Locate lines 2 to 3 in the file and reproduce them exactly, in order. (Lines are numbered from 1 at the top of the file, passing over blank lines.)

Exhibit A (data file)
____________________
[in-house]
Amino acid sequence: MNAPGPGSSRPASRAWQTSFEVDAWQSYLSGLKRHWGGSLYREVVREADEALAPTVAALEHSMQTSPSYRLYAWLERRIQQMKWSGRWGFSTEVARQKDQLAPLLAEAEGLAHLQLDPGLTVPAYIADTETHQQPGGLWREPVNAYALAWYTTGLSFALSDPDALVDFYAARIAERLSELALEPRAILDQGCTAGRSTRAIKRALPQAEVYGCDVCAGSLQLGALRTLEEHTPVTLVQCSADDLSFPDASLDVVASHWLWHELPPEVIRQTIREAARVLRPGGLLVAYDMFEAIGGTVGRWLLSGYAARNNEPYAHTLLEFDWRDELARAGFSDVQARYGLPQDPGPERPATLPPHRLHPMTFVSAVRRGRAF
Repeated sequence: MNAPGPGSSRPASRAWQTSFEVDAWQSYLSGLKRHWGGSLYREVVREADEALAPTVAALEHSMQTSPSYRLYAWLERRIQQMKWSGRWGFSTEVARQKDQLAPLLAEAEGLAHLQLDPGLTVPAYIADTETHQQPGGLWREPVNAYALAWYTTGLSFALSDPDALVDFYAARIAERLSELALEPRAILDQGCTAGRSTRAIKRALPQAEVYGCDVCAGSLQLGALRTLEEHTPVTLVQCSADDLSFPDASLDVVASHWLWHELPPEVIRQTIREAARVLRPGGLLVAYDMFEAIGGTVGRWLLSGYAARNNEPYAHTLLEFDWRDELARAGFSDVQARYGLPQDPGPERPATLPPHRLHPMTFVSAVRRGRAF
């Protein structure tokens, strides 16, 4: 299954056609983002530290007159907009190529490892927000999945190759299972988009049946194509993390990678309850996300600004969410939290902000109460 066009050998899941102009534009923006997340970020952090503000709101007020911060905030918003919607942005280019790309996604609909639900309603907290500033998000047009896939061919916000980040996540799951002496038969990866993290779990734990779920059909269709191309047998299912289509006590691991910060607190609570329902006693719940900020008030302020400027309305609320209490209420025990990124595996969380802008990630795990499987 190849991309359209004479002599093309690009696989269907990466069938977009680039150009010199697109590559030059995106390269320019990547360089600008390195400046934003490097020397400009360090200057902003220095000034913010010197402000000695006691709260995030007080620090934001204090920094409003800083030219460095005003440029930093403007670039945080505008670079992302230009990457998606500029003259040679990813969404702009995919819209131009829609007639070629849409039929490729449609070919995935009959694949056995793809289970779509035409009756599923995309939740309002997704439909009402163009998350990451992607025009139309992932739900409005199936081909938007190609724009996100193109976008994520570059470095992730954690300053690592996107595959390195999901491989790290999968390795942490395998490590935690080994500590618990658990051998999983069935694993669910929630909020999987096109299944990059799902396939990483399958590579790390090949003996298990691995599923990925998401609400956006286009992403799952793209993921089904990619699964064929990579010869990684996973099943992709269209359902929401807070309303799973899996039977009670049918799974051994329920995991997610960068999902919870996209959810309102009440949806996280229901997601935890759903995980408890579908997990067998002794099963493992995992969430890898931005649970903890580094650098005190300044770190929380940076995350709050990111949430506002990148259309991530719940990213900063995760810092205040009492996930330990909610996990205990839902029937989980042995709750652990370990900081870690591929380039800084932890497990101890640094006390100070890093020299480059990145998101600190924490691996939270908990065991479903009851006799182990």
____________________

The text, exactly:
Amino acid sequence: MNAPGPGSSRPASRAWQTSFEVDAWQSYLSGLKRHWGGSLYREVVREADEALAPTVAALEHSMQTSPSYRLYAWLERRIQQMKWSGRWGFSTEVARQKDQLAPLLAEAEGLAHLQLDPGLTVPAYIADTETHQQPGGLWREPVNAYALAWYTTGLSFALSDPDALVDFYAARIAERLSELALEPRAILDQGCTAGRSTRAIKRALPQAEVYGCDVCAGSLQLGALRTLEEHTPVTLVQCSADDLSFPDASLDVVASHWLWHELPPEVIRQTIREAARVLRPGGLLVAYDMFEAIGGTVGRWLLSGYAARNNEPYAHTLLEFDWRDELARAGFSDVQARYGLPQDPGPERPATLPPHRLHPMTFVSAVRRGRAF
Repeated sequence: MNAPGPGSSRPASRAWQTSFEVDAWQSYLSGLKRHWGGSLYREVVREADEALAPTVAALEHSMQTSPSYRLYAWLERRIQQMKWSGRWGFSTEVARQKDQLAPLLAEAEGLAHLQLDPGLTVPAYIADTETHQQPGGLWREPVNAYALAWYTTGLSFALSDPDALVDFYAARIAERLSELALEPRAILDQGCTAGRSTRAIKRALPQAEVYGCDVCAGSLQLGALRTLEEHTPVTLVQCSADDLSFPDASLDVVASHWLWHELPPEVIRQTIREAARVLRPGGLLVAYDMFEAIGGTVGRWLLSGYAARNNEPYAHTLLEFDWRDELARAGFSDVQARYGLPQDPGPERPATLPPHRLHPMTFVSAVRRGRAF